Water, I Am

 

Water.

 

That one word, water

 

It is a sentence all by itself; subject, verb and predicate.

 

Water is the stuff of life, and I am it.

 

I am water; water held together by a fragile web of membranes, by permeable cell-walls, by tissues, some as hard and dense as bone, others as soft and malleable as the wetted tongue.

 

Water is me; oxygen and hydrogen, gaseous elements bonded by the weak electro-link, bonded by a current, the valence of electrons, a stream of energy that is the thread of life. Water is the crèche within which our carbon rests, and then, metamorphosis…it respires; becoming bacteria, and later, much later…small creatures, animated with appetites and desires.

 

Without water I, and you are nothing.

 

Water defines the extent of me, the parameters of my being. I mean this literally. I take up more and less space in direct proportion to how much water I carry in my body. If I gain weight, or lose it, it is a change in the volume of my body’s water that tells the tale. I plump up when I retain it, and wither when it goes. I am healthy when my water is balanced, well measured, and simply flows.

 

Water defines the extent of me in more ways than one. It defines the limits of my flesh, yes, but also where that flesh may go. I cannot live far from it, no human can; for that matter, no other animal, plant, or fungus either. Some forms of life are able to live immersed in it but no form of life (that we know of) can live apart from it. Every eco-system is formed around water and every social system too; from the most insignificant culture of bacterium to the most advanced, word weaving, world wandering culture like our own. Homo sapiens sapient will have to find water when we travel upward and outward to the moon or Mars. We will carry water with us when we journey to the stars.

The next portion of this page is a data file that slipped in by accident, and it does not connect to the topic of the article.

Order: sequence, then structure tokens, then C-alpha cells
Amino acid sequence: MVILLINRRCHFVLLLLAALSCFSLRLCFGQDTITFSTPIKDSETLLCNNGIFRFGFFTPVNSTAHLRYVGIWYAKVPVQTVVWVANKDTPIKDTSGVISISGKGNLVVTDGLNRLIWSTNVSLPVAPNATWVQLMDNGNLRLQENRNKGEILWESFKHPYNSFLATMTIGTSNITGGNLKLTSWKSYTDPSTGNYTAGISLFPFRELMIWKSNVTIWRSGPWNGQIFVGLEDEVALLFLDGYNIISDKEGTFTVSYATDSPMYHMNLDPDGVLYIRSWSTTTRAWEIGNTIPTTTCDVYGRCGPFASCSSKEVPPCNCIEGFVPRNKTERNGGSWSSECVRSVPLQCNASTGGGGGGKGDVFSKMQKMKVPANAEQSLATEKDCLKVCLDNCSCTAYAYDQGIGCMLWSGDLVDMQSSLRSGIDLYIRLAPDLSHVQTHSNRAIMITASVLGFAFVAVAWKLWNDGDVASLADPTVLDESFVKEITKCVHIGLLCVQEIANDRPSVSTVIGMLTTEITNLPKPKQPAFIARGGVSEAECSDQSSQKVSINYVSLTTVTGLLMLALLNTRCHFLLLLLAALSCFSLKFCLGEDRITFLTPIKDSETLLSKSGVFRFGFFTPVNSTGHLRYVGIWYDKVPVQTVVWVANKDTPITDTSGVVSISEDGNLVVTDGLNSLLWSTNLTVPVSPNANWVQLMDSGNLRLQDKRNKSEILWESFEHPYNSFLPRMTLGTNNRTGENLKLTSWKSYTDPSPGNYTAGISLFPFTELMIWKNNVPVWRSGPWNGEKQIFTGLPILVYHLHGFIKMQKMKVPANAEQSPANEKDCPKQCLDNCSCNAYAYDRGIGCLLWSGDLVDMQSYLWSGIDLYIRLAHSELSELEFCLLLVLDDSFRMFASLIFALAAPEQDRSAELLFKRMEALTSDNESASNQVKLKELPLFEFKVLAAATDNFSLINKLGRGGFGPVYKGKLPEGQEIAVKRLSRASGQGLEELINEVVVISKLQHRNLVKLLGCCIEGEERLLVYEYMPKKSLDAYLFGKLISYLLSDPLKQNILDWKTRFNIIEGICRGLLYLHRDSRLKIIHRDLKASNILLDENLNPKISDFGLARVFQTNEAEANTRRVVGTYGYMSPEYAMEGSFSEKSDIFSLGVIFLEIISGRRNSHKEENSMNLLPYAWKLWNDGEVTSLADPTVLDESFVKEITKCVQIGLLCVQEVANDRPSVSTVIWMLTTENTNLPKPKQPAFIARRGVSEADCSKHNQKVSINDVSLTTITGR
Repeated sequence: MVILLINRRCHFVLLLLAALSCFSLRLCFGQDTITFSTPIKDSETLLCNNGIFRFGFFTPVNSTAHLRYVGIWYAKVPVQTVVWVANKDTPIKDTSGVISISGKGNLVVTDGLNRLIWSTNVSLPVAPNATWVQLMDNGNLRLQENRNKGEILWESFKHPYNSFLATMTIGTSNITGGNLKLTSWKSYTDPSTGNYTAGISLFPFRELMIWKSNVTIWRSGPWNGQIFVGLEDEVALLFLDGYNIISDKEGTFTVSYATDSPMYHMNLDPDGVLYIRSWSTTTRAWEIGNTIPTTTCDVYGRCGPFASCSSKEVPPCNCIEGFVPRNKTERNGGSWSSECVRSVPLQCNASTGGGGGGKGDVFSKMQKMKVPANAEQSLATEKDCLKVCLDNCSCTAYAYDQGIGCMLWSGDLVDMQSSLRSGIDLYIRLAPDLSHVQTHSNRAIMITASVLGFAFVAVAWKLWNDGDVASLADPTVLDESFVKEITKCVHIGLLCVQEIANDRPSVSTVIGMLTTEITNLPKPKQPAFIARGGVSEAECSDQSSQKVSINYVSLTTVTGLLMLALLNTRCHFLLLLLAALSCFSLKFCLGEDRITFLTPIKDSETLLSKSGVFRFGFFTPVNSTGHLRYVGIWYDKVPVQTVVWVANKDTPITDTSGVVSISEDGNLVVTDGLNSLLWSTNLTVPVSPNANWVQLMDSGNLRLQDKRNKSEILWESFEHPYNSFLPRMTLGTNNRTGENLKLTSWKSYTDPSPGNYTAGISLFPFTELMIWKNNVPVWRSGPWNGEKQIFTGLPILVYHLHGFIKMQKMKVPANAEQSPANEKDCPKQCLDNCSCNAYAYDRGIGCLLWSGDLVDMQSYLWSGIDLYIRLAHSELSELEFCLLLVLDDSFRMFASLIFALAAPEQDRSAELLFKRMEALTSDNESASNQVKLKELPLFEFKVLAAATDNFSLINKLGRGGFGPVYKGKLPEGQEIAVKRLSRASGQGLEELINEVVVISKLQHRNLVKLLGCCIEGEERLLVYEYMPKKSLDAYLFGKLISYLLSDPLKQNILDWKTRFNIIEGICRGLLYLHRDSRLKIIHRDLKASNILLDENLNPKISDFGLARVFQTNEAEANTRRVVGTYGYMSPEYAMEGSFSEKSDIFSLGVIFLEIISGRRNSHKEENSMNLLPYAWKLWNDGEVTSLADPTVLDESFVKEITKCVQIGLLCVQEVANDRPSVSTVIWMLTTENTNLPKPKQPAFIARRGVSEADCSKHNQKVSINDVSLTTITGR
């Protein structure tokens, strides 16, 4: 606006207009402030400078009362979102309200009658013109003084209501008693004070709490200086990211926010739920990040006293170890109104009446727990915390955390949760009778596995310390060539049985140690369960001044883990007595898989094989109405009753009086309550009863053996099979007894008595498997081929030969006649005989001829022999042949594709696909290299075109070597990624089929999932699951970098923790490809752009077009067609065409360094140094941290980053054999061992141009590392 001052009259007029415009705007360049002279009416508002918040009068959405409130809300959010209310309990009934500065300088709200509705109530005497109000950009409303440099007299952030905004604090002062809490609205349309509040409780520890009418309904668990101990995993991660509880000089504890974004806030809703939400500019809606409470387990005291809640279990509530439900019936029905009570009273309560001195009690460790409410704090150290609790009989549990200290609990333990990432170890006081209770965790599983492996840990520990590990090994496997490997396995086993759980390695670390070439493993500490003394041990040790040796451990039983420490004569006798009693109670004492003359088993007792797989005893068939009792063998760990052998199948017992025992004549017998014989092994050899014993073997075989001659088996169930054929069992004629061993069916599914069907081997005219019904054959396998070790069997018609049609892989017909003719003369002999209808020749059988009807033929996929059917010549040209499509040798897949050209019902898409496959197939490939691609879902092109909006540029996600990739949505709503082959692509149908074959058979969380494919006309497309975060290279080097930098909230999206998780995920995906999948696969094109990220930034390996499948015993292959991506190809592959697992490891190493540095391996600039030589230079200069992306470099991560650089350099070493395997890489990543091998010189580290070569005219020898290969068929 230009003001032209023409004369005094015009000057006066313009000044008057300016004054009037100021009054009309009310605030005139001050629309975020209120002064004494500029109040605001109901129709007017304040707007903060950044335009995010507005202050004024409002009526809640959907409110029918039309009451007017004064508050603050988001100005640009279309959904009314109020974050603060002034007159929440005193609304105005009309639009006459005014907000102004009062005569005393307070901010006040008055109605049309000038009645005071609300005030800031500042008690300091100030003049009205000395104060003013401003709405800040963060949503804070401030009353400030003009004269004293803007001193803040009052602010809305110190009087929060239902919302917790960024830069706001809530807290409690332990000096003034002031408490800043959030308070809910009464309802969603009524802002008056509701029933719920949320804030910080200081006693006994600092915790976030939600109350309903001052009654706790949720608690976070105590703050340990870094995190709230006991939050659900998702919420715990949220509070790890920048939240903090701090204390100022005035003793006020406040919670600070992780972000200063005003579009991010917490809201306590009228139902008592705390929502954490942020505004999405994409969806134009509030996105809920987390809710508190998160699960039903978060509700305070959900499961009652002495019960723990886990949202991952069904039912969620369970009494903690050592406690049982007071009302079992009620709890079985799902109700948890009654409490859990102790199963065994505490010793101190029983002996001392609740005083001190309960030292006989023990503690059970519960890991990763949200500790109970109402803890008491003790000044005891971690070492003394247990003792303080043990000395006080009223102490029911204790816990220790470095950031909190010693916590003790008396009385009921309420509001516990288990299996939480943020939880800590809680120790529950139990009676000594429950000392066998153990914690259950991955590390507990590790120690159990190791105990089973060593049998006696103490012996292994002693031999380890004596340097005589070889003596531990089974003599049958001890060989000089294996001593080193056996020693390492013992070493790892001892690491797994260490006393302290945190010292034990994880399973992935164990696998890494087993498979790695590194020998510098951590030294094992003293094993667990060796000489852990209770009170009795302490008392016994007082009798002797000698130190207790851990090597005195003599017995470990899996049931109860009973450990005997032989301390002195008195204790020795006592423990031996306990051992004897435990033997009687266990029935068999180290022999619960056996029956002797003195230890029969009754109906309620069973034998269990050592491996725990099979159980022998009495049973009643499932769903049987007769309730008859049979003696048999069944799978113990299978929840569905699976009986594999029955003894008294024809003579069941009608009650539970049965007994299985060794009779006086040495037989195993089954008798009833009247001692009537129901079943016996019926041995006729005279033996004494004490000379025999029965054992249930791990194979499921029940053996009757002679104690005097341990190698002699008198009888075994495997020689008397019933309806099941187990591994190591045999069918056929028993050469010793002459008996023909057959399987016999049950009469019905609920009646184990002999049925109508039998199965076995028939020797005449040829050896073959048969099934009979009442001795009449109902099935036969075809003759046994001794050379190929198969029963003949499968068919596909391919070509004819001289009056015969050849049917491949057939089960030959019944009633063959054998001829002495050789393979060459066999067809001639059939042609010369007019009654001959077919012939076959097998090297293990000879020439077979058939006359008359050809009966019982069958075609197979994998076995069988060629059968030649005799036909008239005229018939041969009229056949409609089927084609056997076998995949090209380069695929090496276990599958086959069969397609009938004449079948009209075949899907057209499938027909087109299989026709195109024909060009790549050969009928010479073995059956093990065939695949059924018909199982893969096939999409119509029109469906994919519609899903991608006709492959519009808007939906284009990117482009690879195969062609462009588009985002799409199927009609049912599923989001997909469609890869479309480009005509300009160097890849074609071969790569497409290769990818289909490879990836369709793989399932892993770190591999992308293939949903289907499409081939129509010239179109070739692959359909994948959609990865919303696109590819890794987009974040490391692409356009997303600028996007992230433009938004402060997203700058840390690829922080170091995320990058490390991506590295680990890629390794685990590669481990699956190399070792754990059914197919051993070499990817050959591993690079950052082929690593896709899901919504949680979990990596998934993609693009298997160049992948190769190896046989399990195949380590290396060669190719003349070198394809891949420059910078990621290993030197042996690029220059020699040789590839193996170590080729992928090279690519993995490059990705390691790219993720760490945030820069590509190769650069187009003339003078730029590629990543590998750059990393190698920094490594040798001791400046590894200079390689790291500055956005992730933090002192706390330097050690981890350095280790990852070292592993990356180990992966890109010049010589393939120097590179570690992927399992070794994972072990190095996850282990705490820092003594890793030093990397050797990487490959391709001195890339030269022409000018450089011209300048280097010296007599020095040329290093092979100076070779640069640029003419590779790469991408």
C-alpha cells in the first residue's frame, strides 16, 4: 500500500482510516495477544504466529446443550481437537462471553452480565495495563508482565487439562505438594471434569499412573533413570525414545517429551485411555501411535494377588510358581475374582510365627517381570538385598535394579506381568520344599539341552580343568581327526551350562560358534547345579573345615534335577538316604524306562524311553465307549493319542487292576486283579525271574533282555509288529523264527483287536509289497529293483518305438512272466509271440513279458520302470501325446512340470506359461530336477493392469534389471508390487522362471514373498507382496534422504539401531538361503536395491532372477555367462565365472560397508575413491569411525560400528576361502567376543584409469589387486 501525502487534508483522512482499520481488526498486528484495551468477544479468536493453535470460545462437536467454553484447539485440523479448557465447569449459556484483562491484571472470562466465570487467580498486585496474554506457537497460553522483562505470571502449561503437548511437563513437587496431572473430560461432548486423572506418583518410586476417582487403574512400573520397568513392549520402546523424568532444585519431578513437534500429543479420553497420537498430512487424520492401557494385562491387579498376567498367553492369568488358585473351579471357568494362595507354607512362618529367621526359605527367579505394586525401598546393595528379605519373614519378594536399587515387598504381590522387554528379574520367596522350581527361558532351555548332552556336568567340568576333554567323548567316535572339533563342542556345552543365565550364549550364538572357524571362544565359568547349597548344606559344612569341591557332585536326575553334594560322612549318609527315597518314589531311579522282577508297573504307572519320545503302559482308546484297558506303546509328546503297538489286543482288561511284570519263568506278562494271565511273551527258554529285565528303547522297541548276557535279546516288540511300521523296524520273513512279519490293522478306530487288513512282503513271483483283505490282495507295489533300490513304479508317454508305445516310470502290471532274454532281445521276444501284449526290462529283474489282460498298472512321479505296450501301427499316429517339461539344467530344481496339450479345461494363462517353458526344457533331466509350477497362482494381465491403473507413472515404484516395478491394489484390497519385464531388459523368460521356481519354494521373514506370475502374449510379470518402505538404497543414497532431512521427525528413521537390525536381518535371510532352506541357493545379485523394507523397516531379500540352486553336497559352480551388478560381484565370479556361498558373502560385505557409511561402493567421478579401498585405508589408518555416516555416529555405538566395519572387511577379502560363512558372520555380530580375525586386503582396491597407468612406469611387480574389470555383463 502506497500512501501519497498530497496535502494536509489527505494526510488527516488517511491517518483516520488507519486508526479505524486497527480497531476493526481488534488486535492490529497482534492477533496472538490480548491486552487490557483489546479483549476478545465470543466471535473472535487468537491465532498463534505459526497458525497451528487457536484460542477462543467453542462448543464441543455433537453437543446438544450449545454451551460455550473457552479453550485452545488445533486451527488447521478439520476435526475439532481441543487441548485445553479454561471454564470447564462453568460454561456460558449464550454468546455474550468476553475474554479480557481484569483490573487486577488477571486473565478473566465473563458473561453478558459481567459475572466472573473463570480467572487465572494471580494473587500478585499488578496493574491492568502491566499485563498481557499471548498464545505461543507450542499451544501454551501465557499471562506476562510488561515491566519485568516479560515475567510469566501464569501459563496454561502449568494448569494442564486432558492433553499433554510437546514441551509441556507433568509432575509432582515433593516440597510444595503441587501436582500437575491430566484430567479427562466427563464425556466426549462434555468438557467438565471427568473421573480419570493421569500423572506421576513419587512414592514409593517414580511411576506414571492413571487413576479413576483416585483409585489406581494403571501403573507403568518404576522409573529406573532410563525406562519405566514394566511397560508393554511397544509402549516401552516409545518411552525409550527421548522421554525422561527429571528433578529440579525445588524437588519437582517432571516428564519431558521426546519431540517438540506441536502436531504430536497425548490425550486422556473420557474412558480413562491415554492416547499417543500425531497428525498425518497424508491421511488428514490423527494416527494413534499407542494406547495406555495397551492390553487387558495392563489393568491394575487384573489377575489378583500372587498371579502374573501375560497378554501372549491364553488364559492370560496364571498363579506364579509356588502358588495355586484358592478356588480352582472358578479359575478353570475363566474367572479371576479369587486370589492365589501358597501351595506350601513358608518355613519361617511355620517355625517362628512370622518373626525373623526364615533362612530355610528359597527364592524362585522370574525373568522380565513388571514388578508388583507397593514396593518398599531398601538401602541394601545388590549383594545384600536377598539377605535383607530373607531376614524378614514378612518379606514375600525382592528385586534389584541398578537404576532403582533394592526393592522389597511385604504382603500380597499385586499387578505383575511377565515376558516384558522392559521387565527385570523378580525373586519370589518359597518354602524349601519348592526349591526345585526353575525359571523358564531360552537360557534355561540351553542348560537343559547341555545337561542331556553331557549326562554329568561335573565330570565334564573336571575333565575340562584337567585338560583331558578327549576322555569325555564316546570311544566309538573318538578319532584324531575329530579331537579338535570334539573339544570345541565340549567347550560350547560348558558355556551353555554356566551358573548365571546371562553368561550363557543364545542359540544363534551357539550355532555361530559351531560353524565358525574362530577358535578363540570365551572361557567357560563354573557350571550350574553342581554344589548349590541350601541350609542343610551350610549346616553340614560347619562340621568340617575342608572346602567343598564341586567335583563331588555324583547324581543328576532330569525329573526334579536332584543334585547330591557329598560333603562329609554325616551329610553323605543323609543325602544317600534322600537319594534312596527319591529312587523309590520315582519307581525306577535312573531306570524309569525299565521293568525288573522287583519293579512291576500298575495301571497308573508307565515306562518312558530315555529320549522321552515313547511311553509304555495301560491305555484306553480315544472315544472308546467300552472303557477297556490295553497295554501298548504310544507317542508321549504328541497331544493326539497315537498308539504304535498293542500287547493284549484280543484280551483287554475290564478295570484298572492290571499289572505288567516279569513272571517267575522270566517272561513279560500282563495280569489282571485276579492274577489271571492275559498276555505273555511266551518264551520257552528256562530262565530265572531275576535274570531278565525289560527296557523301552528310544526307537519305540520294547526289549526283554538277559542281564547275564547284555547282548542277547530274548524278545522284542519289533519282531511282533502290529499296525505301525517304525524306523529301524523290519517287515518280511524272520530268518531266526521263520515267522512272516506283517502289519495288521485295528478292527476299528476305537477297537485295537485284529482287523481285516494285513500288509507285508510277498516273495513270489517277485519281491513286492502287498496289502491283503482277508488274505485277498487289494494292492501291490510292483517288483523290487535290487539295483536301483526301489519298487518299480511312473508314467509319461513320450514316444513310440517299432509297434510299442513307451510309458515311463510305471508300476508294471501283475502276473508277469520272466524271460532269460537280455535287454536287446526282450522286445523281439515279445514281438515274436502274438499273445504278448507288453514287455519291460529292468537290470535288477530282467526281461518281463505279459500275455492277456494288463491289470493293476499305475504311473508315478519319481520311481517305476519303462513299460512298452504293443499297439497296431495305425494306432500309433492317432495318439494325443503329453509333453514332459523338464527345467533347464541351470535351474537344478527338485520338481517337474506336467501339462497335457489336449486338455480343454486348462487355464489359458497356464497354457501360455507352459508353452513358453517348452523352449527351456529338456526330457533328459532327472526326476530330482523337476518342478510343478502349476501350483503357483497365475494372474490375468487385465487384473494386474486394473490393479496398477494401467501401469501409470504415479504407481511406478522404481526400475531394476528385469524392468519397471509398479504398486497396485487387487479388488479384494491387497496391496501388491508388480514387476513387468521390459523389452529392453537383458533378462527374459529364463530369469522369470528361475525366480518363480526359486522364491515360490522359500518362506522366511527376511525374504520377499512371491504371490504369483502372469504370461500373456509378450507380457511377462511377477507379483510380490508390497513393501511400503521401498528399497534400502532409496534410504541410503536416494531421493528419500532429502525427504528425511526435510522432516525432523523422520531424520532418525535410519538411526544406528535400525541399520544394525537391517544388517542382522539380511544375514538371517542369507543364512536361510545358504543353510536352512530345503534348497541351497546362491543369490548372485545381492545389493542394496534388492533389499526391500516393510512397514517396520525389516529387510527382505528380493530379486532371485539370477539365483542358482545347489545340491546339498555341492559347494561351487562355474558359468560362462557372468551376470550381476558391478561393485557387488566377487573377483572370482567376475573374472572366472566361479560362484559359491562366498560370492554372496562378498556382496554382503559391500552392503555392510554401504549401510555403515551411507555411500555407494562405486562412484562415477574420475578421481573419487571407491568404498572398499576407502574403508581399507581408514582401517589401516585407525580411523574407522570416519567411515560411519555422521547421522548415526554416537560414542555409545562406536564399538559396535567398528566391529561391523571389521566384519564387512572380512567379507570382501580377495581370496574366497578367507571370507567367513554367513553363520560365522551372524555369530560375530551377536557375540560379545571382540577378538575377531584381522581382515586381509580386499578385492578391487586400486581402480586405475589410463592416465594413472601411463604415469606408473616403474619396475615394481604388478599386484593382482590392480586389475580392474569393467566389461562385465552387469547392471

From spring through autumn, I water; my garden every day with water from the same pipe I use to drink from, and cook with, and clean my body; showering in water; falling warm from the spigot like summer rain.

 

Water; my city provides, and meters my use of. There is a seemingly endless supply. I could fill pools with it. It costs me almost nothing, perhaps six hundred dollars a year; a half a week of wages in my city of lakes, and streams, and rivers; Minneapolis, city of water, in Minnesota, land of ten thousand lakes. We are water rich, and fat with it; riffled with aquifers, and studded with lakes left like scattered jewels on the plains, the wake of glaciers, glaciers melting, retreating from the age when mountains of water, frozen-solid crawled across the land.